Intense explosions, dense volcanic ash emissions at Fuego volcano, Guatemala

fuego lava flow december 11 2022

Activity at Guatemala’s Fuego volcano increased on December 11, 2022, producing intense explosions, heavy ash and notable lava flow in the Ceniza ravine.

According to Washington VAAC, dense volcanic ash reached an altitude of 5.5 km (18 000 feet) above sea level at 01:50 UTC.

By 07:10 UTC, this dense plume was rising to 7.3 km (24 000 feet) a.s.l. and extending approximately 100 km (62 miles) northeast of the summit.

A large volcanic ash emission was registered again at 11:30 UTC, moving east and rising to 4.6 km (15 000 feet) a.s.l. by 20:50 UTC.

ash produced by fuego volcano at 1440z december 11 2022
Image credit: NOAA/GOES-East, Zoom Earth, The Watchers

Ash emissions continued into December 12, rising to 4.6 km (15 000 feet) a.s.l. at 08:40 UTC and moving approximately 100 km (62 miles) from the summit over the Pacific Ocean.

Webcam imagery at the time showed constant volcanic ash emissions.

Lava flow in the Ceniza ravine reached a length of about 800 m (245 feet).

Due to heavy ash produced by the eruption, the country’s largest airport and a major highway were closed on Sunday.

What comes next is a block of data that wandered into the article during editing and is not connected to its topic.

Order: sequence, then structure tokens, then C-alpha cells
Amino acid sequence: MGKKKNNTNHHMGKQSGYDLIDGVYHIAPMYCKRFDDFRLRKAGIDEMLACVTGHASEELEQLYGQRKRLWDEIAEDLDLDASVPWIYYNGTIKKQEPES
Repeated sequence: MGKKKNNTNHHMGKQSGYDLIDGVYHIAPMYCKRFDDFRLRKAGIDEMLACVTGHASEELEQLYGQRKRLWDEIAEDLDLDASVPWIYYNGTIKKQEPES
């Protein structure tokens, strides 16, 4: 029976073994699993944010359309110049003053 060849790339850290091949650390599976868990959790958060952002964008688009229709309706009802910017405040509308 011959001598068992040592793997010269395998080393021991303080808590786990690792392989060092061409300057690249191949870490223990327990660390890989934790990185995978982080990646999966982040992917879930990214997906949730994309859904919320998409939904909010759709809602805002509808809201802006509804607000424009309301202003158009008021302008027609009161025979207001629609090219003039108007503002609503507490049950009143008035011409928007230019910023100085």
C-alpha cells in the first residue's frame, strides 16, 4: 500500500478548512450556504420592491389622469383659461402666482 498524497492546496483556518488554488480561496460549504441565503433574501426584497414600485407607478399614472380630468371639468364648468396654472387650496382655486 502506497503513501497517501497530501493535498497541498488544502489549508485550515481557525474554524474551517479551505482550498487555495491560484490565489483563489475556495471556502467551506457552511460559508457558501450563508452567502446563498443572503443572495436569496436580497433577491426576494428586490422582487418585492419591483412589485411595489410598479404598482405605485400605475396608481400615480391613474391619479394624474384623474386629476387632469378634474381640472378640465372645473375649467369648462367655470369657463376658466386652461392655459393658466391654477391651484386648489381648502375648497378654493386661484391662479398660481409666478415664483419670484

Residents and tourists are urged to stay away from ravines. Due to the wind direction ashfall may be recorded northwest of the volcano, in the municipalities of Acatenango, Yepocapa, and Patzicia.

YouTube video

A series of volcanic explosions and pyroclastic flows at the volcano on June 3, 2018, caused the deaths of at least 190 people. Official numbers mention at least 256 more missing.

Local residents estimate that approximately 2 000 people have been buried while a local organization said that up to 2 900 people may have died.

This was Guatemala’s deadliest eruption since 1929, even if we take in only the official numbers.

Geological summary

Volcán Fuego, one of Central America’s most active volcanoes, is one of three large stratovolcanoes overlooking Guatemala’s former capital, Antigua. The scarp of an older edifice, Meseta, lies between 3 763 m (12 345 feet) high Fuego and its twin volcano to the north, Acatenango.

Construction of Meseta dates back to about 230 000 years and continued until the late Pleistocene or early Holocene. The collapse of Meseta may have produced the massive Escuintla debris-avalanche deposit, which extends about 50 km (31 miles) onto the Pacific coastal plain.

The growth of the modern Fuego volcano followed, continuing the southward migration of volcanism that began at Acatenango. In contrast to the mostly andesitic Acatenango, eruptions at Fuego have become more mafic with time, and most historical activity has produced basaltic rocks.

Frequent vigorous historical eruptions have been recorded since the onset of the Spanish era in 1524, and have produced major ashfalls, along with occasional pyroclastic flows and lava flows.2


1 Volcanic Ash Advisories issued by Washington VAAC on December 11 and 12, 2022

2 Fuego – Geological summary – GVP

Featured image: Teledos


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